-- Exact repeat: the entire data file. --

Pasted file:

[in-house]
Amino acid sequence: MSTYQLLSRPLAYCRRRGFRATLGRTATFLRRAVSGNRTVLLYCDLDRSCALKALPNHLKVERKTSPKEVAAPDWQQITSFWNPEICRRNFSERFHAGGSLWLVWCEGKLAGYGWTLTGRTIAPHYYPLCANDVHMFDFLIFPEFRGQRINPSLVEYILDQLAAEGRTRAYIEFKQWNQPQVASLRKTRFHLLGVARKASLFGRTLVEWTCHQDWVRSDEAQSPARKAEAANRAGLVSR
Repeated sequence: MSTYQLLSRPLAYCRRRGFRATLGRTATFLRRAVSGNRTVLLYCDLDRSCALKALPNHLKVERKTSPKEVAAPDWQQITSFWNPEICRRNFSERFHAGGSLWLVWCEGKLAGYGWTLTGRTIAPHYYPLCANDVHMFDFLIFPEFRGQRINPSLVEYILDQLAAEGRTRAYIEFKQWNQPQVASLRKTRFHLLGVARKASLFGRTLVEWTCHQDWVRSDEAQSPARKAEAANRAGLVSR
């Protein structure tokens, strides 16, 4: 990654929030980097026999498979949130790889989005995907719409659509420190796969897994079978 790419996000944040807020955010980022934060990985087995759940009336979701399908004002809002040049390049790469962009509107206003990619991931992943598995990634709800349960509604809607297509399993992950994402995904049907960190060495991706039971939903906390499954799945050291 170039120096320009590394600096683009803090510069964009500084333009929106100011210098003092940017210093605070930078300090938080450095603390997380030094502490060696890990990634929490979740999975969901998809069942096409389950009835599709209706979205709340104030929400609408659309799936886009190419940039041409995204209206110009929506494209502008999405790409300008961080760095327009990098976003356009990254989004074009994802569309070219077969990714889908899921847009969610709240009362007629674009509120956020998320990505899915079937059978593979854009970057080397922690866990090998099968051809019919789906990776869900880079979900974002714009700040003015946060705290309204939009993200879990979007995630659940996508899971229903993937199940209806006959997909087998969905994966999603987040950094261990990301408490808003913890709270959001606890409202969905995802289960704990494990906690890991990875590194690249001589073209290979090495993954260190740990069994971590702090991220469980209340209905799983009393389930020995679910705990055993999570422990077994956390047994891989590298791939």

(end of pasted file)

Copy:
[in-house]
Amino acid sequence: MSTYQLLSRPLAYCRRRGFRATLGRTATFLRRAVSGNRTVLLYCDLDRSCALKALPNHLKVERKTSPKEVAAPDWQQITSFWNPEICRRNFSERFHAGGSLWLVWCEGKLAGYGWTLTGRTIAPHYYPLCANDVHMFDFLIFPEFRGQRINPSLVEYILDQLAAEGRTRAYIEFKQWNQPQVASLRKTRFHLLGVARKASLFGRTLVEWTCHQDWVRSDEAQSPARKAEAANRAGLVSR
Repeated sequence: MSTYQLLSRPLAYCRRRGFRATLGRTATFLRRAVSGNRTVLLYCDLDRSCALKALPNHLKVERKTSPKEVAAPDWQQITSFWNPEICRRNFSERFHAGGSLWLVWCEGKLAGYGWTLTGRTIAPHYYPLCANDVHMFDFLIFPEFRGQRINPSLVEYILDQLAAEGRTRAYIEFKQWNQPQVASLRKTRFHLLGVARKASLFGRTLVEWTCHQDWVRSDEAQSPARKAEAANRAGLVSR
């Protein structure tokens, strides 16, 4: 990654929030980097026999498979949130790889989005995907719409659509420190796969897994079978 790419996000944040807020955010980022934060990985087995759940009336979701399908004002809002040049390049790469962009509107206003990619991931992943598995990634709800349960509604809607297509399993992950994402995904049907960190060495991706039971939903906390499954799945050291 170039120096320009590394600096683009803090510069964009500084333009929106100011210098003092940017210093605070930078300090938080450095603390997380030094502490060696890990990634929490979740999975969901998809069942096409389950009835599709209706979205709340104030929400609408659309799936886009190419940039041409995204209206110009929506494209502008999405790409300008961080760095327009990098976003356009990254989004074009994802569309070219077969990714889908899921847009969610709240009362007629674009509120956020998320990505899915079937059978593979854009970057080397922690866990090998099968051809019919789906990776869900880079979900974002714009700040003015946060705290309204939009993200879990979007995630659940996508899971229903993937199940209806006959997909087998969905994966999603987040950094261990990301408490808003913890709270959001606890409202969905995802289960704990494990906690890991990875590194690249001589073209290979090495993954260190740990069994971590702090991220469980209340209905799983009393389930020995679910705990055993999570422990077994956390047994891989590298791939």